Contra the Times, the purpose of the century-old recall feature, which has only made it to the ballot 11 times for state elected officials (six of whom were removed), was not to ensure that California's public representatives match up demographically and ideologically with the electorate, but rather to act as a between-elections check on corruption, incompetence, or whatever the relevant voters deemed a firing offense. The second California official to be successfully recalled, back in 1913, was Democratic state senator Edwin Grant, whose San Francisco constituents did not care for Grant's fervent opposition to the time-honored local industry of prostitution.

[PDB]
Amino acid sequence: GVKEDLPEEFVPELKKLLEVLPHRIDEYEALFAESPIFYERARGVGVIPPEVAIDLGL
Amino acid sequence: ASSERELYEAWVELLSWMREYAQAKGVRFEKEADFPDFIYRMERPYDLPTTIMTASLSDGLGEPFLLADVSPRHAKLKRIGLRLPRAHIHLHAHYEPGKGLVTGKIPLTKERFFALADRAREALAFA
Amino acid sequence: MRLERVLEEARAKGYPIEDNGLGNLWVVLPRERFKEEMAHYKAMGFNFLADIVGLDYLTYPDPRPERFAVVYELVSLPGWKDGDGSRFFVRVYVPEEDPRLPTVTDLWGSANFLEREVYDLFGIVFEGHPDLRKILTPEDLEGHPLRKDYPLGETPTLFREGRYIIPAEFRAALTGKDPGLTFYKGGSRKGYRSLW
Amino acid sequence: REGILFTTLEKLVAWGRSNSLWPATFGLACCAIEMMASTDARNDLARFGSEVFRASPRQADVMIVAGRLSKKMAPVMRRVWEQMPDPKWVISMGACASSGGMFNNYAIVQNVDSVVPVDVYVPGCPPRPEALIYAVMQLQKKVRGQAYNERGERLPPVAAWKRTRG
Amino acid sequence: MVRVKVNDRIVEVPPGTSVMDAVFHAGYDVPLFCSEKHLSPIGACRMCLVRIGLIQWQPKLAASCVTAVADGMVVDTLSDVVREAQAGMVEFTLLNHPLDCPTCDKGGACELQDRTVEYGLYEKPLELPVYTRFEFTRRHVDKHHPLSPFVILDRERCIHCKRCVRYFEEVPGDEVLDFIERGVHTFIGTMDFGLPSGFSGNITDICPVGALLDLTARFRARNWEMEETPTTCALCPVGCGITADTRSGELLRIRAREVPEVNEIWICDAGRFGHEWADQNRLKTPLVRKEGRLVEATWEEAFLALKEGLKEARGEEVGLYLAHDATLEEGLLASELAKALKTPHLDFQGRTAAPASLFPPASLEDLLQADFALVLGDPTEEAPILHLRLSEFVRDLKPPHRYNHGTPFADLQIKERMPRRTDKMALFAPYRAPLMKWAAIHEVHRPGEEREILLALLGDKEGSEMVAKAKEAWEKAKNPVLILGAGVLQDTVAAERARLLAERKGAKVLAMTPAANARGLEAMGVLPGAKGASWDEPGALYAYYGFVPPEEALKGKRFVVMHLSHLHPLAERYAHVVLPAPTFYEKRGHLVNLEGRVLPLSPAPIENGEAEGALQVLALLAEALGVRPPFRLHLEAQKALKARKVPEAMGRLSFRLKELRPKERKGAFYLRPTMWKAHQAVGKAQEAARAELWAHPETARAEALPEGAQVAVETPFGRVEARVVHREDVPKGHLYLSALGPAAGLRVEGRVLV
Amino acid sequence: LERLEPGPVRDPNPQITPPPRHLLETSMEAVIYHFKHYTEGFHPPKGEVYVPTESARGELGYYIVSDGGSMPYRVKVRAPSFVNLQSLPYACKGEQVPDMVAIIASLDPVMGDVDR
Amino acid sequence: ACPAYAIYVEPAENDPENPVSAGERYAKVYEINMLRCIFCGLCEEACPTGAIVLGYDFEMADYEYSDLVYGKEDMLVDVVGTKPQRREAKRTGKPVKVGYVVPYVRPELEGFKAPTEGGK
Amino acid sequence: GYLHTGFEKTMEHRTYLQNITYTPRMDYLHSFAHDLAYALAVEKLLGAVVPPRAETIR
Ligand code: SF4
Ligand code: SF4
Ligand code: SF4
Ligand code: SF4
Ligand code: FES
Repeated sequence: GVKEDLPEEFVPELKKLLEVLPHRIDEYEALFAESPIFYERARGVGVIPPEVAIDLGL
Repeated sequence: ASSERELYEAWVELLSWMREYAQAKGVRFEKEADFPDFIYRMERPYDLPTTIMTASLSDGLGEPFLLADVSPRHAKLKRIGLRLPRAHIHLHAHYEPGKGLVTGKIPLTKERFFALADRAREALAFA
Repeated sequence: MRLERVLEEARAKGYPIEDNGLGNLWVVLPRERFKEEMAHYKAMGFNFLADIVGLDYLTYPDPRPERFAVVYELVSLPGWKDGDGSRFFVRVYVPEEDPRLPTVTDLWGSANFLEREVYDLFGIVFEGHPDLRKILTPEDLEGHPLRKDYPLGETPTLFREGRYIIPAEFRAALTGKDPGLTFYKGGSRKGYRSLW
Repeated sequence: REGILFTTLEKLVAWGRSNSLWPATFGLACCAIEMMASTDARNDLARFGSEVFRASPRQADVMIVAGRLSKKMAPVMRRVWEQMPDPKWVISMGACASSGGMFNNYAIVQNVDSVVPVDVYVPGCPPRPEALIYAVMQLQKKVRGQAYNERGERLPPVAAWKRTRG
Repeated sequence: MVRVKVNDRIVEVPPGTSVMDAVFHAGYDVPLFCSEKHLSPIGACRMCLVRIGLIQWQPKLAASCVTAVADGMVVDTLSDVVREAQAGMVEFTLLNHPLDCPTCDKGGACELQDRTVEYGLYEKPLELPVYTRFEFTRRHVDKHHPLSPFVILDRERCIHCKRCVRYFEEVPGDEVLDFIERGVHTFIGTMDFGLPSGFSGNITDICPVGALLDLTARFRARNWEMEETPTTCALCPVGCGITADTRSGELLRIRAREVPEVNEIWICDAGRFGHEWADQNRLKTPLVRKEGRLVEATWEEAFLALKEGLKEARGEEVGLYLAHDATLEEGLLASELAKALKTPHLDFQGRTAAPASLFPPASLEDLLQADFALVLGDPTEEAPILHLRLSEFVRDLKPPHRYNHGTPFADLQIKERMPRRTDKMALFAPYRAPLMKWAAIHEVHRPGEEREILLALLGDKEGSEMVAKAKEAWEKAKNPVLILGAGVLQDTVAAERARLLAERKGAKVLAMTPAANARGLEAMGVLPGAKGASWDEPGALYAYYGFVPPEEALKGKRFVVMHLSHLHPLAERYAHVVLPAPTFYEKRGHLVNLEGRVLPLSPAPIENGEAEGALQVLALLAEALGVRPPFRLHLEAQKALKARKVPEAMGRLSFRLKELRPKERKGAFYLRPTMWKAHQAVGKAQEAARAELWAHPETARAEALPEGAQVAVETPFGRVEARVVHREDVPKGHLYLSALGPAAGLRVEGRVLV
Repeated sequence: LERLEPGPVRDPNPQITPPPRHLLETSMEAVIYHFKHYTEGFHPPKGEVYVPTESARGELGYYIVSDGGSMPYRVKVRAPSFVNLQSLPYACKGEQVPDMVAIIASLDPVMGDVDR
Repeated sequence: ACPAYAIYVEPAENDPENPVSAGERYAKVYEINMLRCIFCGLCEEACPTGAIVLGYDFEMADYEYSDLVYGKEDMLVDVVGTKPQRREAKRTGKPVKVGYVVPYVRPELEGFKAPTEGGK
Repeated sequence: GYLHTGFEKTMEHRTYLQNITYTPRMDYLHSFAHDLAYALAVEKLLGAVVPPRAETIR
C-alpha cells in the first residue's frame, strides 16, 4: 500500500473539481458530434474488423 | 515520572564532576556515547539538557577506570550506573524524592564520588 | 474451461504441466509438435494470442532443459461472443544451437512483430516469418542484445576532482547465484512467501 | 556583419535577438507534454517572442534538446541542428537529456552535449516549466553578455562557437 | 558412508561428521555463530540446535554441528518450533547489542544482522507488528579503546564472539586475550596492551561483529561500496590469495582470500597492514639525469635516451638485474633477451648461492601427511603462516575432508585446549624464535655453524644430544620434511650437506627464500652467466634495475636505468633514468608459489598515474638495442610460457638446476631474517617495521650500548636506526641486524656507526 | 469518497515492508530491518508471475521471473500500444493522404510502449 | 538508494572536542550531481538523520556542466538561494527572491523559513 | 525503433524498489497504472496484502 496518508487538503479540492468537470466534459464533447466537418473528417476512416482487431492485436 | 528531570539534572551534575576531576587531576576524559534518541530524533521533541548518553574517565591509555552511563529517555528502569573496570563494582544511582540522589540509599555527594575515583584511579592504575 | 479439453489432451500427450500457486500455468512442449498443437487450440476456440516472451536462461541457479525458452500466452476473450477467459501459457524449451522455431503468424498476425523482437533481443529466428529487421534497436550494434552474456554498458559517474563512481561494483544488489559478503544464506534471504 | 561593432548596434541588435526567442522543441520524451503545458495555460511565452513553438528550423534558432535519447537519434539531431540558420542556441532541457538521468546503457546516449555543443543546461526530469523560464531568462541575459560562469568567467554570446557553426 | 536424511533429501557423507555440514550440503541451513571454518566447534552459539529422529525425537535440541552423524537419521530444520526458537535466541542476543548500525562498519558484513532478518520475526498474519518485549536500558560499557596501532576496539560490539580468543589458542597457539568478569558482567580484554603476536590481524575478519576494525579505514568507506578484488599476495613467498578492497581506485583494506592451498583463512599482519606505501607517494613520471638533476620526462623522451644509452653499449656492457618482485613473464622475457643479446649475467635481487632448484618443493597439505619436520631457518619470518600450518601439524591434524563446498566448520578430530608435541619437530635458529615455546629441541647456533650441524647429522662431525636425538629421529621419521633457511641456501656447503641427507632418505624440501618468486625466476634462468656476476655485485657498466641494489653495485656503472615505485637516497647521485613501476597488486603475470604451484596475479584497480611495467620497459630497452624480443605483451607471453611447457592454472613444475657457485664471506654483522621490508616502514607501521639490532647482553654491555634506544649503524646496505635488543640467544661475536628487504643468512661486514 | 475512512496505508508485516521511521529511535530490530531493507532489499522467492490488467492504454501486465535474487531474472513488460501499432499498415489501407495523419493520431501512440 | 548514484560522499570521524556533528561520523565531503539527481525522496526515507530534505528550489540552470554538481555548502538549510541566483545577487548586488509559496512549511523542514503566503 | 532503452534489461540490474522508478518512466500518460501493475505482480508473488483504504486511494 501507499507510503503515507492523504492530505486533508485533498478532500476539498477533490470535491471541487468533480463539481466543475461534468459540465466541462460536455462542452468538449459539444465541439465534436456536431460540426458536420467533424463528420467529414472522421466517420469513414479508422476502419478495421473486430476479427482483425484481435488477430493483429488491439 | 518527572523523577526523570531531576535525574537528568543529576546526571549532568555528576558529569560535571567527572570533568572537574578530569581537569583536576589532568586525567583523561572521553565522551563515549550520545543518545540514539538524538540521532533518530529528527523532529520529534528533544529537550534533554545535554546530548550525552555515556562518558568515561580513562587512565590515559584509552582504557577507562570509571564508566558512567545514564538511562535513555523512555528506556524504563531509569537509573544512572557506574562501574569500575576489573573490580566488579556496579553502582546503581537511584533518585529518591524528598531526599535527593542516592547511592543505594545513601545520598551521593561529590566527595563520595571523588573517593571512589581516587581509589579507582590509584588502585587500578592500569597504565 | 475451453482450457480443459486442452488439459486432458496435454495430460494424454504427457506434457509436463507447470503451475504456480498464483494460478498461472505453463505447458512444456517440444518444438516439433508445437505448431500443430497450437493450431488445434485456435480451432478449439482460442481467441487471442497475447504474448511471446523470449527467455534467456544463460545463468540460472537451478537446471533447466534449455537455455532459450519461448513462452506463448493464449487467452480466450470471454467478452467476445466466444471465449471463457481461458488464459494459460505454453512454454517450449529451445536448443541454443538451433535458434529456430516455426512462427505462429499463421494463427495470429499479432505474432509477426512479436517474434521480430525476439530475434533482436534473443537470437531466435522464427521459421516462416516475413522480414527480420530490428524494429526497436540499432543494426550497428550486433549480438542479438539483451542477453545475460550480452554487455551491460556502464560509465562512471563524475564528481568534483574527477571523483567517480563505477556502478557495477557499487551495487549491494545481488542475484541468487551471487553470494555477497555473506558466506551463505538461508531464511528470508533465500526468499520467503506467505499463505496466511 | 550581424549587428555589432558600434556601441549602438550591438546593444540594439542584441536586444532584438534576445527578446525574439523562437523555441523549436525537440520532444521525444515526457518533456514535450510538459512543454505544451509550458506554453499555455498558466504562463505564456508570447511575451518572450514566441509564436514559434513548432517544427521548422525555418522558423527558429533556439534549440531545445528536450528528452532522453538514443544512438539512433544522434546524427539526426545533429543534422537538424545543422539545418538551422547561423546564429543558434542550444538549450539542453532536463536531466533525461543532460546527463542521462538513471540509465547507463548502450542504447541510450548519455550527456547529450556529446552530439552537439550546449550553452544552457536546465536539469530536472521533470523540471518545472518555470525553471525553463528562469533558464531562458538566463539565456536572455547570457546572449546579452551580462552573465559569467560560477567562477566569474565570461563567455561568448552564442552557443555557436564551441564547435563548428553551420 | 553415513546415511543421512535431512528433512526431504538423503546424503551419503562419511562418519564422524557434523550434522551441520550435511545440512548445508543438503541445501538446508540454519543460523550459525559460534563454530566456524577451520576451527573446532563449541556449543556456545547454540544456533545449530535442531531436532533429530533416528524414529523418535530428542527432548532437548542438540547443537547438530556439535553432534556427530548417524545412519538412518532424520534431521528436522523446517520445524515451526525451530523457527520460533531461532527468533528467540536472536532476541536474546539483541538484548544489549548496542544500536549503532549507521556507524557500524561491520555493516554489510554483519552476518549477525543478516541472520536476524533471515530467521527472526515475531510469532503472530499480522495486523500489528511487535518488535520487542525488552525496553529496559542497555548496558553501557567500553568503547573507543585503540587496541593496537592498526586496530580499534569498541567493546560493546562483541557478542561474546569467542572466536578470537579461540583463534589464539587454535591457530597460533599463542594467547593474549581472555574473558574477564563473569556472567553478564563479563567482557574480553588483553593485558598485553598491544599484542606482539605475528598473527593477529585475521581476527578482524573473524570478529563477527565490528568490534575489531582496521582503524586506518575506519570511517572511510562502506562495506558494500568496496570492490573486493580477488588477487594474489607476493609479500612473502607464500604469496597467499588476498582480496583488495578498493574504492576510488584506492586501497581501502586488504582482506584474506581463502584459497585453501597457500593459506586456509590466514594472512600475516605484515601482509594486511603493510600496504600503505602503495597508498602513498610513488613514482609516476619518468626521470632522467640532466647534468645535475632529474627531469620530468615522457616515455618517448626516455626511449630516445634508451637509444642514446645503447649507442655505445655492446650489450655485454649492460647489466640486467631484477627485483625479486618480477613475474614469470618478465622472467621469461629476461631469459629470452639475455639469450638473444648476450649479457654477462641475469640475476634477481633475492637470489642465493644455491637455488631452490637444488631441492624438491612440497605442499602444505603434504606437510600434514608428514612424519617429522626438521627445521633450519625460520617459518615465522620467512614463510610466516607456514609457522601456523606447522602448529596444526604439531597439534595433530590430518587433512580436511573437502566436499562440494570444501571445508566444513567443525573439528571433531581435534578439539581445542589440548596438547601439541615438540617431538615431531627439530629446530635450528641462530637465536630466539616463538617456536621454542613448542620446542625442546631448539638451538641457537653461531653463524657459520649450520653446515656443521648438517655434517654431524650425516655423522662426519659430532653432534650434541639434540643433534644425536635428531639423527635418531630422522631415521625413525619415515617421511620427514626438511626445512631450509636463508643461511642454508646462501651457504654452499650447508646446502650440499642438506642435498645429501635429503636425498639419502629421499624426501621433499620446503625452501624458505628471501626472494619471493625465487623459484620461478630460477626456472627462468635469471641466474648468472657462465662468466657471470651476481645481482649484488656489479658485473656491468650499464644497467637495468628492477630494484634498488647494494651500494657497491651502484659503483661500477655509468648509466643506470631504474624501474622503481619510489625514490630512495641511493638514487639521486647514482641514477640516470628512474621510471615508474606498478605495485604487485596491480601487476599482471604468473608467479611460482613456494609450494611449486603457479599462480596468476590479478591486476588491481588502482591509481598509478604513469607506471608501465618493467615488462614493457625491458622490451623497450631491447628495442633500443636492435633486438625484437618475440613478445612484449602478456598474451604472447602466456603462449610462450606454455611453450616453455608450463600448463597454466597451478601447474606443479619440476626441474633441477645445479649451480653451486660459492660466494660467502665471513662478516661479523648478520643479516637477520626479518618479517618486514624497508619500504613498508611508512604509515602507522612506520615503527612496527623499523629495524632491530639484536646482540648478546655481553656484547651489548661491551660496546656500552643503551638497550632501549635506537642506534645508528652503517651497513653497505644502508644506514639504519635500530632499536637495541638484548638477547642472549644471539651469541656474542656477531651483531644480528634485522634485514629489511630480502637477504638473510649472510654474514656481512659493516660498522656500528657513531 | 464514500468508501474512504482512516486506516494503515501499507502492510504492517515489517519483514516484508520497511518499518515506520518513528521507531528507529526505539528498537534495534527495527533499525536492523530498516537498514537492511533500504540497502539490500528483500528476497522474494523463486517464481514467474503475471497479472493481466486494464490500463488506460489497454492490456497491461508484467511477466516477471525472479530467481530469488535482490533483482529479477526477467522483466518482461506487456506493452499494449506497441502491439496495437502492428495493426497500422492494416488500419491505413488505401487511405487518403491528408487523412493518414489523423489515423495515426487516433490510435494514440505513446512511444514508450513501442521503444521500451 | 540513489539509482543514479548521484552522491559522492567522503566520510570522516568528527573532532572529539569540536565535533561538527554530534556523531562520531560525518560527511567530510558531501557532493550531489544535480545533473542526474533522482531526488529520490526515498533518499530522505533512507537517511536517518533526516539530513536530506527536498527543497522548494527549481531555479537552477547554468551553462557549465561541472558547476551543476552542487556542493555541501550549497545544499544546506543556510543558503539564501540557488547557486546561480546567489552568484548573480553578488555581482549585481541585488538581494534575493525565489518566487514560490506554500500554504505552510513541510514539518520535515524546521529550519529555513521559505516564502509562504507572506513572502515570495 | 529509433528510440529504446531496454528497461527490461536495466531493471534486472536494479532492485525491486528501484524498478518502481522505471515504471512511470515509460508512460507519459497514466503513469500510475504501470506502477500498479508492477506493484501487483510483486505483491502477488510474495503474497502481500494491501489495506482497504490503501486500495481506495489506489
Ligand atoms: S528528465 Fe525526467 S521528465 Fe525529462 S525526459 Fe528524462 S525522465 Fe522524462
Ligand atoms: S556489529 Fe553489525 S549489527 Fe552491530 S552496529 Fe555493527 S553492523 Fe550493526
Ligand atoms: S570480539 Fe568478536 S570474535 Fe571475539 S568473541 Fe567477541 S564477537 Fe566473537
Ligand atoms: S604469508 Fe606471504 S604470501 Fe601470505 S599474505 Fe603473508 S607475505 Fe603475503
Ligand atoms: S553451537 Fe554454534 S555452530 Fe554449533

But "what was path-breaking and innovative a century ago," warned public policy professors Henry Brady and Karthick Ramakrishnan in Monday's Los Angeles Times, "looks anachronistic and downright dangerous today." ("Dangerous," alas, is a not-uncommon political-class adjective to describe the prospect of having someone else govern the Golden State for the next 14 months, after which the Democratic nominee will almost certainly win again.)
The profs continue: "In these times of intense party polarization, we should be wary of mechanisms that enable electoral losers to win back power through outlandish means or to derail the governing agenda of a popularly elected officeholder."
That's one way of looking at it. Another way is to note that polarization has helped produce 30 essentially one-party states, in which the same team controls the governor's mansion, the state legislature, the two U.S. Senate seats, a majority of the House delegation, and a predictable presidential vote. Against that backdrop, recalls could also be interpreted as the last direct-democracy line of citizen self-defense against mono-party hackery.